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SawDustB last won the day on August 1

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About SawDustB

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  • Location
    : Nova Scotia, Canada
  • Woodworking Interests
    Furniture, picture frames, and generally spending time in the garage with tools.

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  1. I think it makes a big difference if portability is part of the equation. For me, my shop space is so small that my vacuum and dust deputy are attached to the wall, and 25' of hose (a 15' and a 10' connected together) gets me to everything in the space. I usually just have the 15' hose on the dust deputy and that reaches everything in the front of the garage along with my workbench, router table, etc. If I was lugging around a cart with the dust deputy I'd probably view it differently.
  2. I've found filter cleaning to be a non-issue with the Dust Deputy in the setup, unless I let it overflow. That never happens anymore now that the planer is going to an actual dust collector instead. Not that I wouldn't probably enjoy the perks of a higher end vacuum, but mine does basically everything I ask of it at this point. The one issue I had was the lack of HEPA filtration, but the Ridgid replacement filter fixed that for me.
  3. The muffler was the major benefit I found from my previous shop vac, aside from the slight increase in suction. It reduces the noise level to the point where you don't have to wear hearing protection with it if you don't want to.
  4. These vacuums seem to be sold under a couple of brands - at least Vacmaster and DuraVac, from what I can tell. I have a wall mounted DuraVac that I've been using for about 6-7 years now with a Dust Deputy, with pretty good results - claims 5 HP peak, but smaller capacity. There's a VacMaster direct equivalent for that one. Incidentally, I found that you can make the Ridgid HEPA filter fit on with a bit of persuasion, if that helps. Here's the vacuum I have in Vacmaster: Or Duravac: I think it might be a Canada vs. US thing for the distribution, with it being DuraVac here and Vacmaster in the USA.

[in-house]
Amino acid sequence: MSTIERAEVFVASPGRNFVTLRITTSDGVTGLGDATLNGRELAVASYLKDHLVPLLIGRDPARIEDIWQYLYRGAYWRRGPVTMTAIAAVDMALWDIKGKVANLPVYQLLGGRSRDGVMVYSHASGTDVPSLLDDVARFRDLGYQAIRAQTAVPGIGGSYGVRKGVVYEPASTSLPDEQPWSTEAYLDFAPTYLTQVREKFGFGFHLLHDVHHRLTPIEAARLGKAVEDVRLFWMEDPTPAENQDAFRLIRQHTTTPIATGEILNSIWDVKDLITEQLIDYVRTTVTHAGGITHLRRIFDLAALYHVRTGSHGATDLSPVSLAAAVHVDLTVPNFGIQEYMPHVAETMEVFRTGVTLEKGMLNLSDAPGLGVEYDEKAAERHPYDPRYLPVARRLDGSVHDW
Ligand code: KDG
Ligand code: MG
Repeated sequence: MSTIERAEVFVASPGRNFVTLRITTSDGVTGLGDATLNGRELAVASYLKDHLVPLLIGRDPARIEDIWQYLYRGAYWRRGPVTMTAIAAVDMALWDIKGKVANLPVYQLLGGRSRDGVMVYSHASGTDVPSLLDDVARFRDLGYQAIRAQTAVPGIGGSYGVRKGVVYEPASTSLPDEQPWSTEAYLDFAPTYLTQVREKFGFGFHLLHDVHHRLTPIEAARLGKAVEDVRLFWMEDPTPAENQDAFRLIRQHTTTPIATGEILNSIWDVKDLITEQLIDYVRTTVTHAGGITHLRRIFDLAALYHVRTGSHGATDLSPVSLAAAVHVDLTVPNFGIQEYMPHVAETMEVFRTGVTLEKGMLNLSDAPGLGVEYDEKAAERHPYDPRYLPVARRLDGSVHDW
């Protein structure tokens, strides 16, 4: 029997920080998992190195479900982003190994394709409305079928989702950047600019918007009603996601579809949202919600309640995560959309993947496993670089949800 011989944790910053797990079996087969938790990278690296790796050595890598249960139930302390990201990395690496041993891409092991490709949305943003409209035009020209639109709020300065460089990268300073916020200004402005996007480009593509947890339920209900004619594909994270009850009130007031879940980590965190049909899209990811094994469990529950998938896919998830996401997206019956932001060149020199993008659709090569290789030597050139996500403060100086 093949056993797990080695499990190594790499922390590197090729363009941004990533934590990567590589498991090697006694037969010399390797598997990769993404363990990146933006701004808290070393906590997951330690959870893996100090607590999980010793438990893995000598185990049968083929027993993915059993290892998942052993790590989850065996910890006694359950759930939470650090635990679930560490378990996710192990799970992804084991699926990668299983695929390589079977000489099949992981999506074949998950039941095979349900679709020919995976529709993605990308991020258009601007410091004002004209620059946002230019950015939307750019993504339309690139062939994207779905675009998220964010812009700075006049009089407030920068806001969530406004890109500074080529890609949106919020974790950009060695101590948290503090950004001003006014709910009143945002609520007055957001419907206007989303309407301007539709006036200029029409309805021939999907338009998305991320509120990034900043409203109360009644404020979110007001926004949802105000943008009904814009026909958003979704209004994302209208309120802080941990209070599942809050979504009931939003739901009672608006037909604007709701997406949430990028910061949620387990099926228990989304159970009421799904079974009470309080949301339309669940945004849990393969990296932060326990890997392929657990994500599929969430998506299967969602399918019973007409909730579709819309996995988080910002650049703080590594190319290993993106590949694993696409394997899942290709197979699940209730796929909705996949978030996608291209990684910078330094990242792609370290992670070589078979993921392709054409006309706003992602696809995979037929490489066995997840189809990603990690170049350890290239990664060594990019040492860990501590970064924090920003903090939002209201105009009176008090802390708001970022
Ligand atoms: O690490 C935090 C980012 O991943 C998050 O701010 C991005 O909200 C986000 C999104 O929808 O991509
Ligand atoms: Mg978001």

5. Yeah, that's a tough one. I reorganized and painted my garage a few years ago before I started the Roubo, and a tool cabinet was always in the plan. For me there was really only one spot it could go, and I left the space blank since then. I put it off this long because I originally figured I would modify the plans from the Mike P. FWW tool cabinet, which was the wrong form factor - my space was short and wide, not tall and narrow. It worked out well for me that Matt's dimensions were pretty much ideal for my space.
  6. OK, fair enough. I am trying to only buy things I really need at this point. I'm embarrassed to say I've found tools in the process of fitting them that I forgot I owned. On the plus side, I've started using them again now that they live over my bench. I do want to make sure that the tools I have fit in the storage I have, since my shop was such a mess before.
  7. I tried to do the same, but I also know I'm not done acquiring tools so I tried to keep my options open for later. I view this build similar to the roubo in that even though it's a shop project, I intend to only ever build it once. I felt kind of silly about not checking the dimension on the saw till, but I guess Matt has smaller than average handles and saws, so it worked for him. Otherwise I was generally happy with the internal layout, so I figured it was better to build to the plans. The customizations I made were minor, like adding more plane cubbies in the space. I did also watch a few other tool cabinet videos, like the Mike Pekovich series from fine woodworking. They've now uploaded that one to YouTube, so check it out if you haven't already.